Windsor's economic rebound riding high, say experts
Companies need to diversify beyond auto sector in order to sustain Windsor's economic prosperity, say experts
With unemployment numbers steadily dropping, a booming housing market and the revival of the city's automakers, Windsor has become one the biggest economic success stories in the country, say experts.
The plummeting unemployment rate stands as one of the most shining examples of Windsor's turnaround, according to Alan Arcand, with the Centre for Municipal Studies at the Conference Board of Canada.
- Homes hard to come by in Windsor's sizzling housing market
- Windsor unemployment rate drops to 4.9% in April
Figures released Friday from Statistics Canada show unemployment in the city fell to 4.9 per cent, which is a far fall from the 10 per cent the city was at just 15 months ago, back when Windsor held the unflattering title of being the unemployment capital of the country.
Windsor now sits well below the national jobless rate, which dropped slightly on Friday to 6.5 per cent.
A large part of that stems from a rebounding manufacturing sector led by the automotive industry, Arcand explained. Vehicle sales in the U.S. have rebounded, which is a huge boon for Ontario.
"The pace of sales is very good for Ontario's auto sector, including Windsor," he said. "We export nine out of 10 vehicles that we make to the U.S."
Diversify beyond automotive
But economists who attended a business outlook workshop in Windsor on Friday say relying on the auto sector can be dangerous for a healthy economy.
Tool and mould company Laval International has expanded its business beyond the automotive sector in order to avoid hitting massive lulls when the economy dips, explained president Jonathon Azzopardi.
"We knew about diversification. We started diversifying back then (in 2006)," he said. "It's not an easy thing because it's uncomfortable, it's different, it's unfamiliar, but we have to do it. If we want to continue these trends — this hot market we're in — we can't rely on automotive entirely."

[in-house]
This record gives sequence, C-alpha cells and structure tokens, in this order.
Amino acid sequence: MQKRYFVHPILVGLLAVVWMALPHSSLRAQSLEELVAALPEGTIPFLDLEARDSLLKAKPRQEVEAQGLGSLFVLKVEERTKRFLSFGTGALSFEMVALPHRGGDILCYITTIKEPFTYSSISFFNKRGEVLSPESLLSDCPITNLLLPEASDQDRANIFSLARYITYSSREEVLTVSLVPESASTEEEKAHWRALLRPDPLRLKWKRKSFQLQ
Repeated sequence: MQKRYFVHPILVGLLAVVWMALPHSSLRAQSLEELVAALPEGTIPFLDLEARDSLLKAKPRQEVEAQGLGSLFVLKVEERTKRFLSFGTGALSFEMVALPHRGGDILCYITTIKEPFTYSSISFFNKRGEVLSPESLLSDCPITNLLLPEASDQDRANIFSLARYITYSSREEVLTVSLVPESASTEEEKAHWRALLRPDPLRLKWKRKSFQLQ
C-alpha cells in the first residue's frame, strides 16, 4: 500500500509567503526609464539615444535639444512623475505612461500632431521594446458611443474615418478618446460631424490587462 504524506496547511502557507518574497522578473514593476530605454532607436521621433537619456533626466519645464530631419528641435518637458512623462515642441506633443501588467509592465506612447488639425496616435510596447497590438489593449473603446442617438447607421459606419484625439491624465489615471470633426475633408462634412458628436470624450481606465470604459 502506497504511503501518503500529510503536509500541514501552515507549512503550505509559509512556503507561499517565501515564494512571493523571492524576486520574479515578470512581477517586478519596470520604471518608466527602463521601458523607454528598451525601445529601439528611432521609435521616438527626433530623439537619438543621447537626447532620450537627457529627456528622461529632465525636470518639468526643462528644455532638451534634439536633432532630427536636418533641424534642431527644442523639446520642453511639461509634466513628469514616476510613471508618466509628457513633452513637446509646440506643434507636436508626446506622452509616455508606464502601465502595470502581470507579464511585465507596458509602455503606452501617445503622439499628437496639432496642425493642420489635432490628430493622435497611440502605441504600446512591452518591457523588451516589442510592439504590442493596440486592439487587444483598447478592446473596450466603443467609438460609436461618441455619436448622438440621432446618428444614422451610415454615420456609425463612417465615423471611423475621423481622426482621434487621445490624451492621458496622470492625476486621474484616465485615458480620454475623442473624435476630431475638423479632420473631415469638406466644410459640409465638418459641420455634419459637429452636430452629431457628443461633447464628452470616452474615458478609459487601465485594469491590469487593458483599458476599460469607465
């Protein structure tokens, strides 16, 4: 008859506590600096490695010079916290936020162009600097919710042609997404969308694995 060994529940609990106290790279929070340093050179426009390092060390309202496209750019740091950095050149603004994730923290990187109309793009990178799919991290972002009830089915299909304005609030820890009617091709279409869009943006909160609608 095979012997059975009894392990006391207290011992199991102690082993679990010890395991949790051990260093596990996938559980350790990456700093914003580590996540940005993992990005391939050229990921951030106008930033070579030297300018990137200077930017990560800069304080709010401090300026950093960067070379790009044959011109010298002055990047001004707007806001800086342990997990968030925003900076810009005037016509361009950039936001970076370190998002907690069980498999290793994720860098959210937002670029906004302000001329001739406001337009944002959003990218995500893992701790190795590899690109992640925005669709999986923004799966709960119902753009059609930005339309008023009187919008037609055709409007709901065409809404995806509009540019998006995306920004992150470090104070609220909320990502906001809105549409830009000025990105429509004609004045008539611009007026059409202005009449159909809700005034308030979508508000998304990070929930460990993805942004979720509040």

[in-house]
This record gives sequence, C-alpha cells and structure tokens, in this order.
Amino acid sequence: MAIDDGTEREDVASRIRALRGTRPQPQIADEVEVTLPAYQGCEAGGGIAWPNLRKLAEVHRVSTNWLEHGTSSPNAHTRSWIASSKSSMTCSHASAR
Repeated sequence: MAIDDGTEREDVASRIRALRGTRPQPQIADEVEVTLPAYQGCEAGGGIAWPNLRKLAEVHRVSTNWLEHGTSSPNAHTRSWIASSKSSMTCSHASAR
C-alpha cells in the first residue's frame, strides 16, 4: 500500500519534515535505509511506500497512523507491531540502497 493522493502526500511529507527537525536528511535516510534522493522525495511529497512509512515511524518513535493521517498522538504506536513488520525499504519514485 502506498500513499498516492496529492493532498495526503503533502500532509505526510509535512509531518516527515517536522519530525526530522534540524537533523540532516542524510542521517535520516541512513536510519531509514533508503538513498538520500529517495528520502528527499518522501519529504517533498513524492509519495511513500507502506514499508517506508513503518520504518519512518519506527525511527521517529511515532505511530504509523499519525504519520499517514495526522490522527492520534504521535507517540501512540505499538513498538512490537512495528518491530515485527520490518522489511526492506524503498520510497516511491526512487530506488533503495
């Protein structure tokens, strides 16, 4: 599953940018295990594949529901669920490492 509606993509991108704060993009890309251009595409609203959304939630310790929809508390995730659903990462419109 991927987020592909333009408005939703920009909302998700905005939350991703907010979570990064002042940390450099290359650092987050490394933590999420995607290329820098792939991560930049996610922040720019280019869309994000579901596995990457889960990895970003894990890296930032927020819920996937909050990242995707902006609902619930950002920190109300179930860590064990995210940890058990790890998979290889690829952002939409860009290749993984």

One threat to Windsor's ongoing success could also be threats from U.S. President Donald Trump to tear up the North American Free Trade Agreement, which may have manufacturers worried.
That topic was the focus of another talk Friday at the University of Windsor's Cross Border Institute. Christopher Sands, director of the Center for Canadian Studies at Johns Hopkins University in Baltimore, says there is a certain level of anxiety in an auto town like Windsor.
"I think we should be worried in part because the auto industry has such highly integrated value chains that cross borders," he said. "Changing the rules, potentially, raises a lot of uncertainty. I think it's going to lead a lot of manufacturers to worry."
Even if Trump backs down from his threats, the anxiety among manufacturers could be harmful on its own, according to Sands.
But there could also be some benefits to renegotiating NAFTA, he said. One of those changes could include coming up with ways to make it easier to send products back and forth across the Canada-U.S. border by improving regulation standards for products like vehicles.
"Canadian and American standards may be different, but functionally they achieve the same things," he said. "So, if you can get a product approved in your own market, you don't have to do it again in the next one. That fits with Donald Trump's ambition to cut red tape, especially for business."